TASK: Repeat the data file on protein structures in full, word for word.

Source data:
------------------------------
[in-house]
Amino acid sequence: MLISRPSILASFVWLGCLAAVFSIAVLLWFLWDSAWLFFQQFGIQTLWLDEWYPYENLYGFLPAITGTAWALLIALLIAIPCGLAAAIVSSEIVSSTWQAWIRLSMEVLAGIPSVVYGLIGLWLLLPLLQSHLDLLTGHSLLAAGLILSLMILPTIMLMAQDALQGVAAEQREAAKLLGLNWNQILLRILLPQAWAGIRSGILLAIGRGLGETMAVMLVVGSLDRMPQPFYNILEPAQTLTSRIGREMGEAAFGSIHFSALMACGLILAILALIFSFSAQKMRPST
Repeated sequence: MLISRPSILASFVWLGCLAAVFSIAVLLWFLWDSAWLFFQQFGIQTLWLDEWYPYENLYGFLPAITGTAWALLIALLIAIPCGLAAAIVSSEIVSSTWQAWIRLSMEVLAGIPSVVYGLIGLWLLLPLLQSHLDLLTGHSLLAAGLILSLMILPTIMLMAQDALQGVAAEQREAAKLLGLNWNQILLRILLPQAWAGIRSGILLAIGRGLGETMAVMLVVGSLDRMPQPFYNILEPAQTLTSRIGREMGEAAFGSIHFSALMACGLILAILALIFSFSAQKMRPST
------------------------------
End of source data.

[in-house]
Amino acid sequence: MLISRPSILASFVWLGCLAAVFSIAVLLWFLWDSAWLFFQQFGIQTLWLDEWYPYENLYGFLPAITGTAWALLIALLIAIPCGLAAAIVSSEIVSSTWQAWIRLSMEVLAGIPSVVYGLIGLWLLLPLLQSHLDLLTGHSLLAAGLILSLMILPTIMLMAQDALQGVAAEQREAAKLLGLNWNQILLRILLPQAWAGIRSGILLAIGRGLGETMAVMLVVGSLDRMPQPFYNILEPAQTLTSRIGREMGEAAFGSIHFSALMACGLILAILALIFSFSAQKMRPST
Repeated sequence: MLISRPSILASFVWLGCLAAVFSIAVLLWFLWDSAWLFFQQFGIQTLWLDEWYPYENLYGFLPAITGTAWALLIALLIAIPCGLAAAIVSSEIVSSTWQAWIRLSMEVLAGIPSVVYGLIGLWLLLPLLQSHLDLLTGHSLLAAGLILSLMILPTIMLMAQDALQGVAAEQREAAKLLGLNWNQILLRILLPQAWAGIRSGILLAIGRGLGETMAVMLVVGSLDRMPQPFYNILEPAQTLTSRIGREMGEAAFGSIHFSALMACGLILAILALIFSFSAQKMRPST